Politics Aside: Remembering the Best

Politics Aside: Remembering the Best

I’m late to get to my friends room, and by the time I get there, everyone is already crowded around the TV. I grab a beer and find a spot on the floor to watch the second Presidential Debate. There are a few points where I am on the edge of my seat, wondering if I might actually see some punches thrown. But mostly I sit back and watch the two men vaguely present their master plans to rescue our economy and lower unemployment. Lies fly. These debates don’t inspire how we can build our country up, they fuel measures of tearing the other party down. America is divided across party lines, and the polarization inspires dirty fighting, filibusters, and a fair amount of shouting from my friends behind me on the couch. In a time where politicians hide behind political parties instead of standing for issues, I wonder as I stroll down the National Mall gazing at their magnificent monument and memorial, what George Washington and Abraham Lincoln might think.

My recent visits to Mount Vernon and Ford’s Theater seem appropriate in the midst of such a bitter, yet banal, Presidential race. Washington and Lincoln carried a vision of integrity, equality, progress, and stability for America. ‘In order to form a more a more perfect Union’, they held fast to the ideals that this country was founded on and placed the unity of the country above all.

George Washington, after his successful stint as Commanding General in the Revolutionary War, was initially offered the title of ‘King.’ Washington declined, encouraging the new nation to stick with the plan they had laid out -- democracy. George Washington believed in freedom and did more than his fair share of fighting for it. He presided over the Constitutional Convention that drafted the United States Constitution and later served as the nation's first elected president. At the conclusion of his presidency, he issued a famous “Farewell Address,” delivered as a public letter in 1796. Within, Washington gives advice on the necessity and importance of national union, the value of the Constitution, and the evils of political parties (ahem, I’m with ya George). After retiring in 1797, George Washington returned to his home, Mount Vernon and reclaimed his life as a farmer and husband.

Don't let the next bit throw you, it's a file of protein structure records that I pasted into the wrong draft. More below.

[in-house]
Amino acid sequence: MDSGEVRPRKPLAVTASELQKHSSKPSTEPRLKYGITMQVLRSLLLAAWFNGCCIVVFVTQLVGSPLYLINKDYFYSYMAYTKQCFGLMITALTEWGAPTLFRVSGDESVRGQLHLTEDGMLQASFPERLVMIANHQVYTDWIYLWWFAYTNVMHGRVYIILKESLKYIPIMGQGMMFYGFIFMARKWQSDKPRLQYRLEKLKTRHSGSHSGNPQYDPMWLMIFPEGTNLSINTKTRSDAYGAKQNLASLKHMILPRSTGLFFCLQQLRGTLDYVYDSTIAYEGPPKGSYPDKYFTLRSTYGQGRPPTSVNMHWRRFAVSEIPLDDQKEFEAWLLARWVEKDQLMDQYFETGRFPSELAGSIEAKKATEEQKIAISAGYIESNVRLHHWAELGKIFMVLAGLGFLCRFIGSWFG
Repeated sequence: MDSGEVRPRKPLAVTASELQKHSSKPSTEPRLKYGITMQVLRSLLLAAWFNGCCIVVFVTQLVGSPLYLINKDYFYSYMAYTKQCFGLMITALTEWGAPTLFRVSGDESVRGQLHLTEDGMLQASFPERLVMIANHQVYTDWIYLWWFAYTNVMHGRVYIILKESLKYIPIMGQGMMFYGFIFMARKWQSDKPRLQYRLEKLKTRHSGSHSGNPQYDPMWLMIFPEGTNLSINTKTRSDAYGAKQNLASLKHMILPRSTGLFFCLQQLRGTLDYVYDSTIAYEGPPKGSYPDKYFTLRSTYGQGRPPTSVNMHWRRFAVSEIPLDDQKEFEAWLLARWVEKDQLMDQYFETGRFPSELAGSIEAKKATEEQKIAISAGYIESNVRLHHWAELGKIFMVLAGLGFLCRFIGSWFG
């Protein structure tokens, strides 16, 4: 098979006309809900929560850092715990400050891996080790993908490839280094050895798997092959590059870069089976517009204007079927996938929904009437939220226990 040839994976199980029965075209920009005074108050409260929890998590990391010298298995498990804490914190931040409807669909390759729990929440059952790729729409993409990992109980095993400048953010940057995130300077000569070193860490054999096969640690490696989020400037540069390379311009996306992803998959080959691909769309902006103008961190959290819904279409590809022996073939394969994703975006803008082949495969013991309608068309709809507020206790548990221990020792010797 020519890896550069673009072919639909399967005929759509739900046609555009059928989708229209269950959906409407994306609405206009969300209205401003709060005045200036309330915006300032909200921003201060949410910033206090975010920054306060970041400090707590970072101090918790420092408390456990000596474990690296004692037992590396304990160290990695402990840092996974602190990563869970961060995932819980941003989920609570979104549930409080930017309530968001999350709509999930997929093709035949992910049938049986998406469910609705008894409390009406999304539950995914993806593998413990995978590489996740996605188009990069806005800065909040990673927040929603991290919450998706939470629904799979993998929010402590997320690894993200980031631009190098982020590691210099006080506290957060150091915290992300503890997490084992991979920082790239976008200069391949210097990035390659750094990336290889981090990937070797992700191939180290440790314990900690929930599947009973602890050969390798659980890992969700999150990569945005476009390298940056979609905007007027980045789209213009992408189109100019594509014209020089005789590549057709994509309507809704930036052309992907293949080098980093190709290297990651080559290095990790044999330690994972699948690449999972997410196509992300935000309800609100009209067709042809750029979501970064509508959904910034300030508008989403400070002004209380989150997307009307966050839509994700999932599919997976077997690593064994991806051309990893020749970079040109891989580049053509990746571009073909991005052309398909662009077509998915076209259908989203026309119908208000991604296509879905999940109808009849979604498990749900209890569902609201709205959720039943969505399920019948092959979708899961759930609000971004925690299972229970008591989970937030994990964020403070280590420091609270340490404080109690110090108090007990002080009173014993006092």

Mount Vernon

George Washington's Mount Vernon -- about an hour south of D.C.


Surrounded by gardens, pasture and woodland, Washington’s estate overlooks the mighty Potomac River with beautiful and historically preserved views. The trip is more than worth it, and from the city, if you are relying on public transportation, will take you just over an hour. General admission to the historic landmark is $15 and the ticket gets you a walk through tour of his mansion, a self-guided tour of the grounds, and entrance to the newly renovated museum. The illustrious memory of the revered owner is present, and during our visit, so was the loud, inquiring, 5 year old and hollering toddler, bored to tears. We shared the day with a lot of tourists. Docents robotically recited facts as we passed through the fully furnished house and passed the bed on which Washington died of pneumonia.

After the house tour, we headed down the hill to the shore of the Potomac. Along the river was a small field filled with 18th century crops and a few small barns for sheep and cattle. In the biggest barn, I filled my nose and lungs with the familiar scent of dry hay. It was my first time feeling homesick since arriving in D.C. I needed to be coaxed by my friend to get on the bus after draping myself over a wooden fence, fixated on a bull as he grazed.